The circumscribed and regulated use of biometric data to facilitate authentication during ID checks and for greater security in identity documents does not run counter to data protection principles. By contrast, the use of such data for identification purposes is more problematic and raises a number of concerns.
Within the framework of interdepartmental consultations on the federal decree approving and implementing the exchange of notes between Switzerland and the European Union on the adoption of EU Council Regulation (EC) 2252/2004 on standards for security features and biometrics in passports and travel documents issued by Member States, we raised a number of issues regarding the use of biometric data. We also shared our concerns with the Political Institutions Committee of the Council of States and the National Council (upper and lower houses of Parliament respectively). However, Parliament did not take our comments on board and approved the draft bill presented by the Federal Council (federal government).
EU Council Regulation (EC) 2252/2004, which must be transposed as part of the adoption of the Schengen “acquis”, as well as both the recommendations of the International Civil Aviation Organization (ICAO) and US legal requirements, provide for the inclusion of biometric data (facial image and digital fingerprints) in passports and travel documents for authentication purposes (1:1 comparison). Authentication here means the action of verifying by means of a reader whether the biometric data of a person whose ID is being inspected correspond to the reference data held on the data medium contained in that same document. The authentication process does not require that the data be stored in a central system, as the verification can be done directly at the checkpoint by means of the reader. Retaining the biometric data in the ID documents information system (ISA file) as well as in the information system used for issuing Swiss travel documents and return visas for foreigners (ISR data files) beyond the time needed to issue the documents, would constitute an infringement of the principles of purpose limitation and proportionality. However, we are not against the use of new technologies, such as biometrics, in order to facilitate the authentication of individuals during identity checks and to improve the security of ID documents.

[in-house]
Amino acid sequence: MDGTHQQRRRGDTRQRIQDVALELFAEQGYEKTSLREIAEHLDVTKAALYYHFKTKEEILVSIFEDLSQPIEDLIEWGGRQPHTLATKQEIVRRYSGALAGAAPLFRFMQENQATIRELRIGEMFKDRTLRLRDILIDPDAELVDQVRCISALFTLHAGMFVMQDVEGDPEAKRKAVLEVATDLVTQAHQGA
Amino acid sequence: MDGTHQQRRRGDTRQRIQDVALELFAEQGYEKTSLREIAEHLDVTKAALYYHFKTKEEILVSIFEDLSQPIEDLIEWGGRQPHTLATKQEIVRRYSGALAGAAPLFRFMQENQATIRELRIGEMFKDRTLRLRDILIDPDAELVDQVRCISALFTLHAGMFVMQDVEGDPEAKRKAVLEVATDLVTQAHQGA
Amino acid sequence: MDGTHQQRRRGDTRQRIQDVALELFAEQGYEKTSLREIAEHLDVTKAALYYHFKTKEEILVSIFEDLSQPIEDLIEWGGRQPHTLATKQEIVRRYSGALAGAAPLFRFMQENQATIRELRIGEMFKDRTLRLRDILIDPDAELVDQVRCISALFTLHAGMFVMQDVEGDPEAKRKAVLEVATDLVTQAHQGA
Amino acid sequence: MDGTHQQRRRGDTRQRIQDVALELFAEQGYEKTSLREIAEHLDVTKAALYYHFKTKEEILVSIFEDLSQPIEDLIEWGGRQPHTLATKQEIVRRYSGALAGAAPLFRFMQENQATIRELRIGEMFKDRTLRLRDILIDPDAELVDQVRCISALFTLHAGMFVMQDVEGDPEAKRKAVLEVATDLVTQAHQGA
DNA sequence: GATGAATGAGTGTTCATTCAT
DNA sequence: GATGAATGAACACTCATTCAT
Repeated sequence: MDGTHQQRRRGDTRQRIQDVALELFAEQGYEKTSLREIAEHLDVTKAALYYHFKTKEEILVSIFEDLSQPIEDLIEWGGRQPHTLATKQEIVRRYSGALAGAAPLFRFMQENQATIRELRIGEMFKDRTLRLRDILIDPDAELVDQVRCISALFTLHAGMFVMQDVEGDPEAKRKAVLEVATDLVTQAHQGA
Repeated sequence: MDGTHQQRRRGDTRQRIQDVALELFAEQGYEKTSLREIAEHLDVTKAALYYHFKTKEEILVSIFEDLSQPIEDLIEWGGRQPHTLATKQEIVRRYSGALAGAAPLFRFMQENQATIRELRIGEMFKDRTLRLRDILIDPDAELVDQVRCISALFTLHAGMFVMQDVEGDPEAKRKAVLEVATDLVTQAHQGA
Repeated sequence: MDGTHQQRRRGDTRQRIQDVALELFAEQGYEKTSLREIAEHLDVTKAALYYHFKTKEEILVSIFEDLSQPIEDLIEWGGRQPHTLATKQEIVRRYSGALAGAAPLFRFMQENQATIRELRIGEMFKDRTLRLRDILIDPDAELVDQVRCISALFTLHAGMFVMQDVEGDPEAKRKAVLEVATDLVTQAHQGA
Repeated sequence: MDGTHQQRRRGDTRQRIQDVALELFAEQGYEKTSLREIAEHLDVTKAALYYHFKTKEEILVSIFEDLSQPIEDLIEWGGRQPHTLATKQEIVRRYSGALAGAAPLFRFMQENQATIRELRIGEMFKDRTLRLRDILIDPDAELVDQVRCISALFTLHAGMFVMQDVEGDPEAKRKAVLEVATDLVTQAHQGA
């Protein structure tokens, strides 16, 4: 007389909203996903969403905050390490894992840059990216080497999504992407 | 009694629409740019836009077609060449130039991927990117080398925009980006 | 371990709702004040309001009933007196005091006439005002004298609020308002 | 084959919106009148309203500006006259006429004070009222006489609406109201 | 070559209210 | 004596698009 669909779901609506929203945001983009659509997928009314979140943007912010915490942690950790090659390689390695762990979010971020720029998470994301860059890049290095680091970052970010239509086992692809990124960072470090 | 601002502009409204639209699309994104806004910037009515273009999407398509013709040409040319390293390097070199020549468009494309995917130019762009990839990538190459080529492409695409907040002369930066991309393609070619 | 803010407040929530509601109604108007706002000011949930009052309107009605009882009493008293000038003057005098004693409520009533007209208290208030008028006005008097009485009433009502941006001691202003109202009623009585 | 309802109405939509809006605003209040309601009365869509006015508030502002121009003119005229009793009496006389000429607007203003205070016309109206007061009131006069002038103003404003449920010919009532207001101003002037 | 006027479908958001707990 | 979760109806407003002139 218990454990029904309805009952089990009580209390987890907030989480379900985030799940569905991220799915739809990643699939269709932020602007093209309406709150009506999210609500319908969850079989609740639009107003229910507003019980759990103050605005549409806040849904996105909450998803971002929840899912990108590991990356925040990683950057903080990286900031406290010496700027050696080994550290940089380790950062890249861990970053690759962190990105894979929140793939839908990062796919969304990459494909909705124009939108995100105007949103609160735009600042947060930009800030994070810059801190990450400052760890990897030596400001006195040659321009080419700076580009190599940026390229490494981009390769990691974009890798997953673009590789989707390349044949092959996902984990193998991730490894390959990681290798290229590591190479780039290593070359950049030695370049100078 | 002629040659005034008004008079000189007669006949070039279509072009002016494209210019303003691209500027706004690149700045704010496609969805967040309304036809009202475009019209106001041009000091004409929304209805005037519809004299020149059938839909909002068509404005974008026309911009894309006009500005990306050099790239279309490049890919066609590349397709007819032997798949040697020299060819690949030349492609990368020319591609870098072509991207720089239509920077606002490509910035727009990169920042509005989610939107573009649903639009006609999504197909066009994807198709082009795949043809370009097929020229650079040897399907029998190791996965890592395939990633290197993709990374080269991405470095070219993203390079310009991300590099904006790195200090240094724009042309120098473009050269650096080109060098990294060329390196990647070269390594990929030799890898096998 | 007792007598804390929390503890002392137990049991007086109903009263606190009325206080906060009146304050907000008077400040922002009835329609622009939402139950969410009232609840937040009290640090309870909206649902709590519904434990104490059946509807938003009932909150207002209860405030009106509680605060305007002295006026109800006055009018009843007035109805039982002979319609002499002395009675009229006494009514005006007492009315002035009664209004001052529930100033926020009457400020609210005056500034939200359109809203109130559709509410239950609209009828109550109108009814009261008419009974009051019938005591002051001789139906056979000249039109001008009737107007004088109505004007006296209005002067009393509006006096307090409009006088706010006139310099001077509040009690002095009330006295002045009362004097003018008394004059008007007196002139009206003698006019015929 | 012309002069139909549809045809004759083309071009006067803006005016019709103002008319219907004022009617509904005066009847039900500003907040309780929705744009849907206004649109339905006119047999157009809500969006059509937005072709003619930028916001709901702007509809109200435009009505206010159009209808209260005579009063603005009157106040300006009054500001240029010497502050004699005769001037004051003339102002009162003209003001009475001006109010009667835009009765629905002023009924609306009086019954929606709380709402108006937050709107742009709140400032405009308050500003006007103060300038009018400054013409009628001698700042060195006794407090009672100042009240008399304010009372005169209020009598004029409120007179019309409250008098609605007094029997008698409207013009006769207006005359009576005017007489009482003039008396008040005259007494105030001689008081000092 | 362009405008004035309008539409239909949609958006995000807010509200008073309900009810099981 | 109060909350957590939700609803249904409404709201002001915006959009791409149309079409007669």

That said, we do have significant concerns with regard to the use of biometric data for identification purposes (1:n comparison – i.e. one to many) as this automatically implies the central storage of data. The processing of such sensitive data is acceptable if the purpose and the access rights to such data are comprehensively circumscribed in a formal legal text (ID Document Act). A rigid legal framework is needed to prevent the risks of abuse and function creep, and the danger of biometric identifiers being used as an access key to various databanks. It is therefore necessary to restrict the interconnection between different data sets. In our view, the changes to the Identity Document Act proposed in the Federal decree do not fulfil these conditions. This is why we could not support the storage of biometric data in the ISA and ISR files for identification purposes.
At European Union level, the working group on the protection of individuals with regard to the processing of personal data set up under Article 29 of the Directive 95/46/EC expressed its reservations with regard to national or European databases on biometrics in an opinion dated 30 September 2005. In fact, the European Parliament actually called for a ban on the establishment of a centralized database for passports and travel documents containing the biometric and other personal data of all passport-holders in the European Union.
Last modification 30.06.2008